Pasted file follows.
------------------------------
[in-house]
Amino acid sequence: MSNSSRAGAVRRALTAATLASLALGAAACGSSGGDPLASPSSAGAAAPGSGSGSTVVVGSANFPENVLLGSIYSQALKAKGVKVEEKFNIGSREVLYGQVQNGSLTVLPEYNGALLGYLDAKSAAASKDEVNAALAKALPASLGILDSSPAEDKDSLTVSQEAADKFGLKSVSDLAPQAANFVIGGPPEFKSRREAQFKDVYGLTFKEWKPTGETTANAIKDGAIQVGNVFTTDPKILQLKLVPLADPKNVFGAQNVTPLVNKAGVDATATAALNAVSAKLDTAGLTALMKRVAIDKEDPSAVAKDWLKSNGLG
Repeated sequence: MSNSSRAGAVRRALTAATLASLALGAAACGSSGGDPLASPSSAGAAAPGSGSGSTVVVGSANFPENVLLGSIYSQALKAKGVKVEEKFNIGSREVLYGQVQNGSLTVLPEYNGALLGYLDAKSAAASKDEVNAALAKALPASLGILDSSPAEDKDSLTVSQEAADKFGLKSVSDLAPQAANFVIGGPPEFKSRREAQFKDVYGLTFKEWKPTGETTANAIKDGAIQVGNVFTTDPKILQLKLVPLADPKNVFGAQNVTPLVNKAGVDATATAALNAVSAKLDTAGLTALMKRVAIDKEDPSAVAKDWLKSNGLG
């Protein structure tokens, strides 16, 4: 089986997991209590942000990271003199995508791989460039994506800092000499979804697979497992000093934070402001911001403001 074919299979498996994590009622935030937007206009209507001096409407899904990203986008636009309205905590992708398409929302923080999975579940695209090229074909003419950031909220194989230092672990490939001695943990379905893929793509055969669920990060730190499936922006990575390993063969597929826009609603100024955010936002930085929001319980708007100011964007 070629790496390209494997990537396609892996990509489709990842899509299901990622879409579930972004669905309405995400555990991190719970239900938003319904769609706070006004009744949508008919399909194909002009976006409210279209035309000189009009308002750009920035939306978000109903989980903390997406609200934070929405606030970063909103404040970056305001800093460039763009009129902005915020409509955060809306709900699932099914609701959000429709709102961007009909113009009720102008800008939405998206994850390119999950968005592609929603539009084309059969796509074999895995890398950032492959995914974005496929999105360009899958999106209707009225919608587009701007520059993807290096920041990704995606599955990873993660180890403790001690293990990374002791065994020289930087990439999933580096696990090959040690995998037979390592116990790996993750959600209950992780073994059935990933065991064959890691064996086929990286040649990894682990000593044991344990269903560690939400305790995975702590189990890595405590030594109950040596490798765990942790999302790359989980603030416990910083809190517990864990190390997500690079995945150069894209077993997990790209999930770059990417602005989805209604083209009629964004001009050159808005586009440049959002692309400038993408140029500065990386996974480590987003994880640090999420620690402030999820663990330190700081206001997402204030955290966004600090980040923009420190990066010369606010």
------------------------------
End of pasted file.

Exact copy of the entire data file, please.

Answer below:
[in-house]
Amino acid sequence: MSNSSRAGAVRRALTAATLASLALGAAACGSSGGDPLASPSSAGAAAPGSGSGSTVVVGSANFPENVLLGSIYSQALKAKGVKVEEKFNIGSREVLYGQVQNGSLTVLPEYNGALLGYLDAKSAAASKDEVNAALAKALPASLGILDSSPAEDKDSLTVSQEAADKFGLKSVSDLAPQAANFVIGGPPEFKSRREAQFKDVYGLTFKEWKPTGETTANAIKDGAIQVGNVFTTDPKILQLKLVPLADPKNVFGAQNVTPLVNKAGVDATATAALNAVSAKLDTAGLTALMKRVAIDKEDPSAVAKDWLKSNGLG
Repeated sequence: MSNSSRAGAVRRALTAATLASLALGAAACGSSGGDPLASPSSAGAAAPGSGSGSTVVVGSANFPENVLLGSIYSQALKAKGVKVEEKFNIGSREVLYGQVQNGSLTVLPEYNGALLGYLDAKSAAASKDEVNAALAKALPASLGILDSSPAEDKDSLTVSQEAADKFGLKSVSDLAPQAANFVIGGPPEFKSRREAQFKDVYGLTFKEWKPTGETTANAIKDGAIQVGNVFTTDPKILQLKLVPLADPKNVFGAQNVTPLVNKAGVDATATAALNAVSAKLDTAGLTALMKRVAIDKEDPSAVAKDWLKSNGLG
């Protein structure tokens, strides 16, 4: 089986997991209590942000990271003199995508791989460039994506800092000499979804697979497992000093934070402001911001403001 074919299979498996994590009622935030937007206009209507001096409407899904990203986008636009309205905590992708398409929302923080999975579940695209090229074909003419950031909220194989230092672990490939001695943990379905893929793509055969669920990060730190499936922006990575390993063969597929826009609603100024955010936002930085929001319980708007100011964007 070629790496390209494997990537396609892996990509489709990842899509299901990622879409579930972004669905309405995400555990991190719970239900938003319904769609706070006004009744949508008919399909194909002009976006409210279209035309000189009009308002750009920035939306978000109903989980903390997406609200934070929405606030970063909103404040970056305001800093460039763009009129902005915020409509955060809306709900699932099914609701959000429709709102961007009909113009009720102008800008939405998206994850390119999950968005592609929603539009084309059969796509074999895995890398950032492959995914974005496929999105360009899958999106209707009225919608587009701007520059993807290096920041990704995606599955990873993660180890403790001690293990990374002791065994020289930087990439999933580096696990090959040690995998037979390592116990790996993750959600209950992780073994059935990933065991064959890691064996086929990286040649990894682990000593044991344990269903560690939400305790995975702590189990890595405590030594109950040596490798765990942790999302790359989980603030416990910083809190517990864990190390997500690079995945150069894209077993997990790209999930770059990417602005989805209604083209009629964004001009050159808005586009440049959002692309400038993408140029500065990386996974480590987003994880640090999420620690402030999820663990330190700081206001997402204030955290966004600090980040923009420190990066010369606010």